When I was exploring career options in my final year at university, J A Kemp was the only patent attorney firm that I went to for an interview. I was immediately ‘sold’ on the profession because of its unique mix of science, law and business skills.
The interviewing partners tested my technical reasoning powers under pressure with some tough questions, but it was clear from the outset that they wanted people with the drive and personal qualities to go on to win and retain clients for the firm.
What do I like most about the job?
Now that I have the freedoms and responsibilities that come with partnership, it is difficult to know where to start!
I have very much retained the technical interest that I had in my degree subject when I first entered the profession. I find it a great privilege that I have an opportunity to learn daily about new technology advances. I also enjoy the strong focus I have been able to develop on the commercial applications of science, particularly in the pharmaceutical field.
Overlaid on to the science is the massive and diverse field of worldwide patent law. At a large firm such as J A Kemp, we keep abreast of all significant developments in patent law, which varies from country to country.
Of course, as with any legal field, the legislation is just the starting point. Some of my most interesting work involves defending or opposing major pharmaceutical patent applications, often before the European Patent Office but sometimes elsewhere.
As a partner, I also have significant responsibility for developing the business of the firm. I really enjoy this aspect of the job. It starts with managing and building relationships with existing clients, trying to deliver excellent service and win more work. My largest client relationship is with a major pharmaceutical corporate based in Spain – originally a very small client but now consistently in the firm’s top ten – for whom my team handles multi-jurisdictional applications that often encompass over 40 countries.
I also enjoy geographically focused business development, and the partnership has given me responsibility for developing business with Indian clients, for whom we now handle over 100 patent applications a year (from a standing start just five years ago).
I visit India every year to develop business, but also travel frequently to Germany, Spain and other European countries, as well as trying to fit in at least one trip to the USA each year.
All partners also have responsibility in a firm such as J A Kemp for mentoring attorneys. One of the most satisfying aspects of the role is to see a junior attorney progress and develop the intellectual and personal skills required to succeed. Sometimes it is when the ‘penny drops’ about an aspect of patent law or prosecution. On other occasions it is all about client handling skills, learning to maintain a professional demeanour whilst showing a human side.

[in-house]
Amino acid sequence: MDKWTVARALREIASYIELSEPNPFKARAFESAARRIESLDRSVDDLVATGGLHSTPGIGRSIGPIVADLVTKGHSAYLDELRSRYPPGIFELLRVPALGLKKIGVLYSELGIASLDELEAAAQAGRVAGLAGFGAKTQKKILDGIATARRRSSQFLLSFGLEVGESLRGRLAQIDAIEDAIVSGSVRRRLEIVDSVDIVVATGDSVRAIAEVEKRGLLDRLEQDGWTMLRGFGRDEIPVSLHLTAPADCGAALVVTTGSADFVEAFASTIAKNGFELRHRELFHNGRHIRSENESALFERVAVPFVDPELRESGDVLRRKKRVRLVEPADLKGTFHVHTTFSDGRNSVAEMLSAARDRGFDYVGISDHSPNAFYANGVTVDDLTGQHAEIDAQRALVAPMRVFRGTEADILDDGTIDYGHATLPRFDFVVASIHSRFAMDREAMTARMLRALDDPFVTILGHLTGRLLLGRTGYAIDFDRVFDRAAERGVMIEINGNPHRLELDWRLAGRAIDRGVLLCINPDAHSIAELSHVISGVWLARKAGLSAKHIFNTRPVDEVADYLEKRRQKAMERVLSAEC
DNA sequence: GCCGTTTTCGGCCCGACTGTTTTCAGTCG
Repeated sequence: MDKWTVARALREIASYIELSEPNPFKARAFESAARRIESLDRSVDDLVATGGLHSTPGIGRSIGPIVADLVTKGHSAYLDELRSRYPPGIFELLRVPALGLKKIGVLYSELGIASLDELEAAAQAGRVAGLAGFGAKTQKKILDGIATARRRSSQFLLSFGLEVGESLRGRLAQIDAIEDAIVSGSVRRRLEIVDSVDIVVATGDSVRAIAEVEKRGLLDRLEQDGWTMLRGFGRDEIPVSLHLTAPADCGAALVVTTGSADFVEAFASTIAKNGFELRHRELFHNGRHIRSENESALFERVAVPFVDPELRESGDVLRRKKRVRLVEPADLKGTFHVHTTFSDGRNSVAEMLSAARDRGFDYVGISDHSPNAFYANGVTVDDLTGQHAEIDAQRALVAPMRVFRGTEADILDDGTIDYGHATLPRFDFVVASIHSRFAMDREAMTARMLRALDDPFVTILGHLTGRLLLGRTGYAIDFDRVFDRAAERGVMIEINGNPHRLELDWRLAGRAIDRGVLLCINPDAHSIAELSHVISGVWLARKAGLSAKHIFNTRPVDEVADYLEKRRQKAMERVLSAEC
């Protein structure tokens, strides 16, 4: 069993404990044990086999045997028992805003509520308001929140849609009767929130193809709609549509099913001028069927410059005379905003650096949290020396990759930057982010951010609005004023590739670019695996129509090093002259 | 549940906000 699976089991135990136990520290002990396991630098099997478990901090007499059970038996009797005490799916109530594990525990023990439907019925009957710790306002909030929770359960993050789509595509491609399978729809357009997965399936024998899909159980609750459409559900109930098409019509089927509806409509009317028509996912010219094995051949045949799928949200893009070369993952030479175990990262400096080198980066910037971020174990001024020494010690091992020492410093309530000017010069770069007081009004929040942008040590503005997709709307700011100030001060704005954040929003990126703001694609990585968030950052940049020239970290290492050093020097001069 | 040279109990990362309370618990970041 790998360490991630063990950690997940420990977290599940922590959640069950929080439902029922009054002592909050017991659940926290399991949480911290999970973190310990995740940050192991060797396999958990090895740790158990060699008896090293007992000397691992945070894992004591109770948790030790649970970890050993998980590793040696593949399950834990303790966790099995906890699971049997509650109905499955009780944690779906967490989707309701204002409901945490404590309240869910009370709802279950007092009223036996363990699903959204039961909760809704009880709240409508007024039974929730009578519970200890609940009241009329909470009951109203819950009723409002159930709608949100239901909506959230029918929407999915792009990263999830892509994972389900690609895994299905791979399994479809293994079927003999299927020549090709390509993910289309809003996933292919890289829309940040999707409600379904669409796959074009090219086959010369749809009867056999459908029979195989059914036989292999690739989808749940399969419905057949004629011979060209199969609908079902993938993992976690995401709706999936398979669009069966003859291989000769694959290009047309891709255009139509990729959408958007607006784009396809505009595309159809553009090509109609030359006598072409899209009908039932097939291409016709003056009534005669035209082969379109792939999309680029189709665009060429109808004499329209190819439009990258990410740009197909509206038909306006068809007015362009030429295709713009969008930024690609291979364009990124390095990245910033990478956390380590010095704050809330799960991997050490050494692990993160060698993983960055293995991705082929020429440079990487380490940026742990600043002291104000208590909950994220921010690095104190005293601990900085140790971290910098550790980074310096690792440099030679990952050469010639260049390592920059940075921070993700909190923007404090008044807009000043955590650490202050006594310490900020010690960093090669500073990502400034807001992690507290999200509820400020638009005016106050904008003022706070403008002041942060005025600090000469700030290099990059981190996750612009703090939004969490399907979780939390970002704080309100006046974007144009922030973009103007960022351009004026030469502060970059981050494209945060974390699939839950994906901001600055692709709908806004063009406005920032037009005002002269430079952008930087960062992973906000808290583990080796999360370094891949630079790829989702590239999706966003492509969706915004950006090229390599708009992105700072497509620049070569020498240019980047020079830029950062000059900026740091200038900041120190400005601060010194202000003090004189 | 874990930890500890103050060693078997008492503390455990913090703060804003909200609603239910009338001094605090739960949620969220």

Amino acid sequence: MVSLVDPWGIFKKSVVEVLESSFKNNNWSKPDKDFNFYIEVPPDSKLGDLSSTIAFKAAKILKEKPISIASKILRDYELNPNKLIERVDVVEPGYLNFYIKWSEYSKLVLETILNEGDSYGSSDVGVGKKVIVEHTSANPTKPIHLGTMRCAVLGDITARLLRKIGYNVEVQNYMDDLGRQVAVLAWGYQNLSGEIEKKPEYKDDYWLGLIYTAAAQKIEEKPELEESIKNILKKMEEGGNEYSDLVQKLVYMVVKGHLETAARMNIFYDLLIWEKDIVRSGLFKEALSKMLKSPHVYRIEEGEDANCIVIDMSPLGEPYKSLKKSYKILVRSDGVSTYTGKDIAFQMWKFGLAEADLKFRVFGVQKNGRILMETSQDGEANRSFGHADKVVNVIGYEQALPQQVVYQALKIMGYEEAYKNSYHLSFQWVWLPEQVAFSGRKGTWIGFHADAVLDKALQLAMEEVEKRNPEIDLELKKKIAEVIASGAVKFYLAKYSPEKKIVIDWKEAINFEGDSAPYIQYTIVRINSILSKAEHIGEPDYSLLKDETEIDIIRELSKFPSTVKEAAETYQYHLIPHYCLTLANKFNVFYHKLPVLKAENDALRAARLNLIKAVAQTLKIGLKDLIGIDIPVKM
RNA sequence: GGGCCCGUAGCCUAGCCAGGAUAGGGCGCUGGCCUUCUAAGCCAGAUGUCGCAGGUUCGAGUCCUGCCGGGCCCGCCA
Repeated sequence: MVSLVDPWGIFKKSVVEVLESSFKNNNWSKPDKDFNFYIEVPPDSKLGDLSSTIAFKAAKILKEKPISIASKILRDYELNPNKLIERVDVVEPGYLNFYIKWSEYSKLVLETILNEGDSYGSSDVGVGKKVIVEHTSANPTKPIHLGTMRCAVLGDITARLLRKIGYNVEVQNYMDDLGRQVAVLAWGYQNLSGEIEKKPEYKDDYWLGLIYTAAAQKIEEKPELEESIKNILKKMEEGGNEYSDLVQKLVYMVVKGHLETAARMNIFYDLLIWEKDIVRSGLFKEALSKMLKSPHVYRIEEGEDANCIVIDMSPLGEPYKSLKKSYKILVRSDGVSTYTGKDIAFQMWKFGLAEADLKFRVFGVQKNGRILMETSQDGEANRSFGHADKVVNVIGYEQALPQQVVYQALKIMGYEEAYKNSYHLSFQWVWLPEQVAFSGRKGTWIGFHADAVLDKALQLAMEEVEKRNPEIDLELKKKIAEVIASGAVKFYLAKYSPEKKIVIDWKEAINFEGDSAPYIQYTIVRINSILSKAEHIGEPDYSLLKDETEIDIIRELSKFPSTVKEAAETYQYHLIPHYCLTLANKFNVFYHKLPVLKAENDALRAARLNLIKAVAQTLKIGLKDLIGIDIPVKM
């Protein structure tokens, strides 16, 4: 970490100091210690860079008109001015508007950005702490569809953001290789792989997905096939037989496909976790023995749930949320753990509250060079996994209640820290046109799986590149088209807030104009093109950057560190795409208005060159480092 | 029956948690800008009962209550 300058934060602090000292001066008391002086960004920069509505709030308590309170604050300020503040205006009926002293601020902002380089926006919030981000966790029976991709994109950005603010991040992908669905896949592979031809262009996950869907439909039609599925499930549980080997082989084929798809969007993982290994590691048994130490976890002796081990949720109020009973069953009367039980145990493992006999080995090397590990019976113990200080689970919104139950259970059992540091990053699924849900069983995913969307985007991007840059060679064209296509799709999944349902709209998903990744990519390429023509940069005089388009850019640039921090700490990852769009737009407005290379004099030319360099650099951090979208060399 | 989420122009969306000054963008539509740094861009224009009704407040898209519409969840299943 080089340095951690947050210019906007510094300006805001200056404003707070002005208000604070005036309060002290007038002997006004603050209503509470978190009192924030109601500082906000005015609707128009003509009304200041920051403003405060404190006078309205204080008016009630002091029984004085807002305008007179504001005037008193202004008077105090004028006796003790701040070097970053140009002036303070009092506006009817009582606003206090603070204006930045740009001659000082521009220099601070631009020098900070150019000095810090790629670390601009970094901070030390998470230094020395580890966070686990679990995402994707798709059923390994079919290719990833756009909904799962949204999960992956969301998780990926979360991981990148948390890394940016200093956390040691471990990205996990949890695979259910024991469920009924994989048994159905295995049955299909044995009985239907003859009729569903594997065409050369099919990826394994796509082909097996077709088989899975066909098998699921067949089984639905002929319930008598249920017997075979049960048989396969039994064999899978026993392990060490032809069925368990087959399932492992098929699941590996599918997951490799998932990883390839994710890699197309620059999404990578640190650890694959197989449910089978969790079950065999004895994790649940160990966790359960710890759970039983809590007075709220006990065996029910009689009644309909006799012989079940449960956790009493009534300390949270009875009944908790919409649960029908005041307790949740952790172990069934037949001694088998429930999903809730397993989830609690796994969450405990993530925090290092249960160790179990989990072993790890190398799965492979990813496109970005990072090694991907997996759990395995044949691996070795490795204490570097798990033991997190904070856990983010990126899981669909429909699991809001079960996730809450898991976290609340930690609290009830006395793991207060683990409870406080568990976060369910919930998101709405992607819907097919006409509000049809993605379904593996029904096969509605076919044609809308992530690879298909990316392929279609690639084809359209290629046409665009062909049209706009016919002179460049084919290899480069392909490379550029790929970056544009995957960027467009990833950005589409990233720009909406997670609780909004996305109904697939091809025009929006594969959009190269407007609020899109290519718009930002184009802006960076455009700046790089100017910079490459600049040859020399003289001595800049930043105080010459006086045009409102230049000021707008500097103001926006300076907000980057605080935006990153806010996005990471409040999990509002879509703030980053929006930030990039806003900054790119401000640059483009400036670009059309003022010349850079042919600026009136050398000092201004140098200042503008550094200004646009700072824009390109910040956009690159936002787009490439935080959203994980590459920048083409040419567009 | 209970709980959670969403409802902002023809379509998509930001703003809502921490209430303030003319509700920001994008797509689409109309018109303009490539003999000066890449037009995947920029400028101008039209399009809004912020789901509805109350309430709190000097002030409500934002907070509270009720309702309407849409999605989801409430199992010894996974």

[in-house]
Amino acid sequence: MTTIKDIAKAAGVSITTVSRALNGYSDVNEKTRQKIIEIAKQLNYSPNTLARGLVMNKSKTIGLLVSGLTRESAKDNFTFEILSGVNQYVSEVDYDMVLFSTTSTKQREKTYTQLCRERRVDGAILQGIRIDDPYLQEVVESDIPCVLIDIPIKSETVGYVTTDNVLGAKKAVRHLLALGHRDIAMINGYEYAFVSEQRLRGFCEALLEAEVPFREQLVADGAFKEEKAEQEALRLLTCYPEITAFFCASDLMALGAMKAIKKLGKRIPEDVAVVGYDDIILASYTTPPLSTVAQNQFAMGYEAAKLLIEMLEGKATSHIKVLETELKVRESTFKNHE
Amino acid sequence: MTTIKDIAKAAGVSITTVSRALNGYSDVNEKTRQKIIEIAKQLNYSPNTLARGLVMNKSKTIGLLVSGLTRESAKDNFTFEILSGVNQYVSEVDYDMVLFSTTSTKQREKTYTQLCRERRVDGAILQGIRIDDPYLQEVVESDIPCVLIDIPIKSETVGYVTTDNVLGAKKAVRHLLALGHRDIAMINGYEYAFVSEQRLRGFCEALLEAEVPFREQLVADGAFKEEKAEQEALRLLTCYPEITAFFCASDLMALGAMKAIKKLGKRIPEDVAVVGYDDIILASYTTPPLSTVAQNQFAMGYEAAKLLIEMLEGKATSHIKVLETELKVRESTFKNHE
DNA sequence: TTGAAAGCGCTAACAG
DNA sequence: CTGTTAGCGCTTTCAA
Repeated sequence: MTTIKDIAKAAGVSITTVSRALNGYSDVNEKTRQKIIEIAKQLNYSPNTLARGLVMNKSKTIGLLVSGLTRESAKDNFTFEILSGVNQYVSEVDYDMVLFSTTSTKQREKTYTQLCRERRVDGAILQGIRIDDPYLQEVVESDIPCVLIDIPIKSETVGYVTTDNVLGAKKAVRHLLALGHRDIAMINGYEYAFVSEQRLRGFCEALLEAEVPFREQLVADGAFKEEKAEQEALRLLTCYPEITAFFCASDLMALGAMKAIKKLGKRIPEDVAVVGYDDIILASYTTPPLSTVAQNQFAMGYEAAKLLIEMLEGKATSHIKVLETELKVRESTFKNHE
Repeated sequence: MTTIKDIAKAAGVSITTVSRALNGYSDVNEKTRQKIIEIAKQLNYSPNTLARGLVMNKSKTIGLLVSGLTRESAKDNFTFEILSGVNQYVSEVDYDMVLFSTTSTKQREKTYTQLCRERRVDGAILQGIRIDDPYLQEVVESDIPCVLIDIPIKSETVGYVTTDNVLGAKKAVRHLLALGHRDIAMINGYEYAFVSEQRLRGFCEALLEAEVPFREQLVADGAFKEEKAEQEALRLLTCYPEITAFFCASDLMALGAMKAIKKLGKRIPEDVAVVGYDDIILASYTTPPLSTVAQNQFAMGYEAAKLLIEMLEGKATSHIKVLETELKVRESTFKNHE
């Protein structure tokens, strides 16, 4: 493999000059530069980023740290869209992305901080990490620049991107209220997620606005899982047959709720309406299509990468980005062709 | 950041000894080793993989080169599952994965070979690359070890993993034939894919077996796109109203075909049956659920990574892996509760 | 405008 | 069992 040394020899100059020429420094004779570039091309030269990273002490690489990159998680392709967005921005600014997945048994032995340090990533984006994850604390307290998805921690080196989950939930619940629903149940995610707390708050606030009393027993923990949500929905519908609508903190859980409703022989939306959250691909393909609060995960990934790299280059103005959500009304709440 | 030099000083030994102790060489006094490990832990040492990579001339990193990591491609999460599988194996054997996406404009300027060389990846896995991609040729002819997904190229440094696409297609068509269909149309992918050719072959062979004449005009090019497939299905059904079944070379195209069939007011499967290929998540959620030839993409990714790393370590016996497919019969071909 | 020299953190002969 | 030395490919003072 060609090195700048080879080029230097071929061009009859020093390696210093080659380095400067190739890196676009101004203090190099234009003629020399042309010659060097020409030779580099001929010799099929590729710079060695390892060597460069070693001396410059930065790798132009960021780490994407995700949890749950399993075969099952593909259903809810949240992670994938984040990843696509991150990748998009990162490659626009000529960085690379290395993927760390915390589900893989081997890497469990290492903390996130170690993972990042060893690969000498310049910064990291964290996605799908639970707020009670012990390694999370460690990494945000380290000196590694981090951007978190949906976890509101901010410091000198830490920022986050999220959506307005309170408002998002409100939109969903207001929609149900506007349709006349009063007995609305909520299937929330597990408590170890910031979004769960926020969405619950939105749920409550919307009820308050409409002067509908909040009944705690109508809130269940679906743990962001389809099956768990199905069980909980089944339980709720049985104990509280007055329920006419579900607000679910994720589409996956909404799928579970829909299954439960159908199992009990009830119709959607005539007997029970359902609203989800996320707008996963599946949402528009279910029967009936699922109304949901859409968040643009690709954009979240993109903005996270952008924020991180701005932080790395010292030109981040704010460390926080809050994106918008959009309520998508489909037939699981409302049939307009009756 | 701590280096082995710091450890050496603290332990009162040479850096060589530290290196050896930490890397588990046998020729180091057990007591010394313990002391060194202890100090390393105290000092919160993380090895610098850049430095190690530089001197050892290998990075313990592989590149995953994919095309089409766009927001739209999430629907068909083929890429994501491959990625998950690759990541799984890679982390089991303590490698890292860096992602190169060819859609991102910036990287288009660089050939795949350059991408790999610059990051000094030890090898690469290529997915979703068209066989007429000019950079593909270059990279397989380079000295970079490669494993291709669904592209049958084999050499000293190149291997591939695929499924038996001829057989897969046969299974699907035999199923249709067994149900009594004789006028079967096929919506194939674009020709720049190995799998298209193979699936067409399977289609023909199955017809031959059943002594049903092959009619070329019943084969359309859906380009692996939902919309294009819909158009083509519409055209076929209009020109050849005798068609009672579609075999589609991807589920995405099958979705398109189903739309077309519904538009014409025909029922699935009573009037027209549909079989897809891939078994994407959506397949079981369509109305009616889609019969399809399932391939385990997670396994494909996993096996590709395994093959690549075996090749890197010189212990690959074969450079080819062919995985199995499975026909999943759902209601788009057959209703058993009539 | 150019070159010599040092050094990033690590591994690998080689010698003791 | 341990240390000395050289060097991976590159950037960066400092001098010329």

Some of these skills can be taught, but it is often about bringing out an attorney’s personal qualities and building their confidence.
In summary, it is because of the variety of activities and skills that I enjoy in this job. The technology and the patent law are each intellectually challenging enough in themselves, but the job brings them together in a uniquely satisfying combination.
Nowadays we need to be much more than patent ‘nerds’ – our clients are hard-nosed business people who look to us for strategic commercial advice on how to protect, develop and exploit their precious intellectual property.
We also need to devote time and effort to growing our own business – which includes developing our people to be the next generation of partners in the firm.
What would I advise someone considering entry to the profession?
Consider the following questions:
Am I really cut out for this?
Being exceptionally strong in an area of science or technology is an entry requirement, but you will need much more. A successful patent attorney is also an advocate, a wordsmith and a relationship manager and developer.
Am I best suited to private practice or an in house department?
Many people train (wholly or partly) in private practice but ultimately conclude that they are better suited to the more structured and specialised environment of a corporate organisation. In some cases they could have saved themselves considerable soul searching by following that route in the first place.
If I am to go into private practice, what sort of environment will suit me best?
A small firm may offer a lot of original drafting work and hands-on prosecution of applications for small, local clients that you get to know well on a personal basis.
A large firm such as J A Kemp provides huge training and mentoring resources and offers work opportunities in all technology areas, but it also comes with the territory that you will deal with major international clients and often work in a team to deliver client service or develop the business.
Think carefully and honestly about which environment is likely to suit you best.